Philippines Court Lifts Freeze on Funds of Chinese Junket

An appeal from the Philippines’ Anti-Money Laundering Council (AMLC) was rejected by the Court of Appeals in the Philippines after the court confirmed its own decision on April 29 to lift the asset preservation order (APO) against a Chinese casino operator that has operations in the Philippines, which was issued in connection with the cyber money heist that saw $81 million being stolen from the Bangladesh central bank back in 2016.

Manila City Regional Trial Court Issued APOs Against Chinese Casino Operator  

In 2016 hackers stole the whopping amount of $81 million from the bank account of the Bangladesh central bank in Federal Reserve Bank of New York Bank through fraudulent actions executed via the SWIFT payment system. The stolen money was transferred to accounts at the Rizal Commercial Banking Corp (RCBC), which is based in the Philippines. The accounts belonged to various companies and individuals, including casino junket operator Eastern Hawaii Leisure Co. Ltd with owner Kam Sin Wong.

Allegedly the accounts were created in order to receive the stolen funds from the Bangladesh central bank and, therefore, a Manila City Regional Trial Court (RTC) issued an APO against them in order to freeze the funds until the investigation of the theft showed some results.

APO Lifted Three Times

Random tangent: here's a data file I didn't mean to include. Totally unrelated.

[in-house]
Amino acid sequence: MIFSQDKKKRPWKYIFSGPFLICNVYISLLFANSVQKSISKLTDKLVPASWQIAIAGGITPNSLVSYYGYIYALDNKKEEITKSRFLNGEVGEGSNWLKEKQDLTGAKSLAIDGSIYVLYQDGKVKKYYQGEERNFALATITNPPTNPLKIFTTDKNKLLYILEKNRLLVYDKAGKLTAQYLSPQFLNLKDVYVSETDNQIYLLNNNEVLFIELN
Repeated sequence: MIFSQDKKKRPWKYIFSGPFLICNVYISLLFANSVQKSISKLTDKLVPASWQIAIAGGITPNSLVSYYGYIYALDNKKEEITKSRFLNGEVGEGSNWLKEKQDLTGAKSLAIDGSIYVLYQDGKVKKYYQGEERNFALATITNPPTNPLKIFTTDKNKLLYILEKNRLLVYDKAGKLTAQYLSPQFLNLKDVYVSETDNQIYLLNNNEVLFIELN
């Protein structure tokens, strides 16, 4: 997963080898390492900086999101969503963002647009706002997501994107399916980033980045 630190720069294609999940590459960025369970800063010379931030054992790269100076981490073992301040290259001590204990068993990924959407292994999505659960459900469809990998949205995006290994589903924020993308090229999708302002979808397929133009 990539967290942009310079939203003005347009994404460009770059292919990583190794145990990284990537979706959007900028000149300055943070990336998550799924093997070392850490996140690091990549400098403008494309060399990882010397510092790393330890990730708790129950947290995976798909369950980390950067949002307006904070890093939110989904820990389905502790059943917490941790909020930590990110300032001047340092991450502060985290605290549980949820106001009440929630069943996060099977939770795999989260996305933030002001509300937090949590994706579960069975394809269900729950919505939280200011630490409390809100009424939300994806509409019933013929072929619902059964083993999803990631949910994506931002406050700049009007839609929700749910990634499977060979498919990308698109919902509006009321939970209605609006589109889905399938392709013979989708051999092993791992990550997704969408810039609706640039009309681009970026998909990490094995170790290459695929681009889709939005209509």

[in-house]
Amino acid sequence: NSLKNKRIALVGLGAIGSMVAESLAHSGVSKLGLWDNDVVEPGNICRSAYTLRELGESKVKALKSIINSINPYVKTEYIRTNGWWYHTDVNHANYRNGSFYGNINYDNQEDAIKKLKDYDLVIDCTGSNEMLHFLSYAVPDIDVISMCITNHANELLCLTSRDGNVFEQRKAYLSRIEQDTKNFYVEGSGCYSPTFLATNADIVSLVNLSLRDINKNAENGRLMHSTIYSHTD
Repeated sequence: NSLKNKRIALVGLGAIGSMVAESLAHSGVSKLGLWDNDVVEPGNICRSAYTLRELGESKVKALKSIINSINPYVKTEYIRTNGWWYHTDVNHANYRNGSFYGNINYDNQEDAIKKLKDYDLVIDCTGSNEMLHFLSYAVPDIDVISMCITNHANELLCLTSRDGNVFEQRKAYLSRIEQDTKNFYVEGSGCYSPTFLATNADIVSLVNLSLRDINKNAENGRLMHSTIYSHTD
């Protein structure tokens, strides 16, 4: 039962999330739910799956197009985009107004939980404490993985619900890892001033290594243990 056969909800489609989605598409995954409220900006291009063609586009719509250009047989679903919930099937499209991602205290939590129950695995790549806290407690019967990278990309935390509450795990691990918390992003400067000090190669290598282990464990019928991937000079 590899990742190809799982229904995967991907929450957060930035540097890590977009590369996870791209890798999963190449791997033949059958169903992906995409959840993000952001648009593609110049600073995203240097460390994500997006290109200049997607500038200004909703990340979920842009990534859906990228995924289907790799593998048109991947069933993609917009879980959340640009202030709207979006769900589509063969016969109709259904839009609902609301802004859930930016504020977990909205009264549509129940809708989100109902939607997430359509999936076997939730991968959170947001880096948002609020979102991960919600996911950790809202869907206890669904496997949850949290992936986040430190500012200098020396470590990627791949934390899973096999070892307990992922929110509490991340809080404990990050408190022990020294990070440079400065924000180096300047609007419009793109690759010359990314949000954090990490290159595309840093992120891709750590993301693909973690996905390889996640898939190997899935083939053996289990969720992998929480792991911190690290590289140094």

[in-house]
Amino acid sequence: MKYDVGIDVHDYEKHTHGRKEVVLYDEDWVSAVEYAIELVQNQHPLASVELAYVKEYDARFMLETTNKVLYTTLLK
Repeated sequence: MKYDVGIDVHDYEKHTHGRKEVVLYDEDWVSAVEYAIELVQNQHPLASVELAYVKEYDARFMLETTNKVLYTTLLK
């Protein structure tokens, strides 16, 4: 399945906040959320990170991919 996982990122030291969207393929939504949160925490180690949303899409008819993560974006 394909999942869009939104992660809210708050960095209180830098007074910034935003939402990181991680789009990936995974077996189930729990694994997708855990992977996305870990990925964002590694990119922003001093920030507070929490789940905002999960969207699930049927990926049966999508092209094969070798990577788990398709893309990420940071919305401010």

In October 2019, resulting from a plea from Eastern Hawaii Leisure owner Kam Sin Wong, Qiaoqiao Wendy Wang and Dong Na Xu, the RTC lifted the APOs on their accounts as there was no evidence that they were involved in the cyber money heist of the funds from Bangladesh. On April 29, 2022, this decision was reaffirmed by the Philippines Court of Appeals.

The AMLC appealed the decision, which the Court of Appeals again confirmed on August 2 pointing out that the AMLC did not present any new evidence in favor of their case. Wong’s company handed to the AMLC the amount of $4.63 million as they were part of the stolen funds, however, the AMLC failed to prove that the bank accounts of Eastern Hawaii Leisure and its owner were created in connection with the cyber theft from Bangladesh.

The bank accounts were actually opened much earlier than the cyber fraud leading to the theft. The Philippines Court of Appeals also pointed out that the case is still not resolved in court, which means that there is only “probable cause” for the issued APOs.

Unfortunately, from the $81 million that entered the Philippines financial system only a fraction has been recovered and returned to the central bank of Bangladesh.

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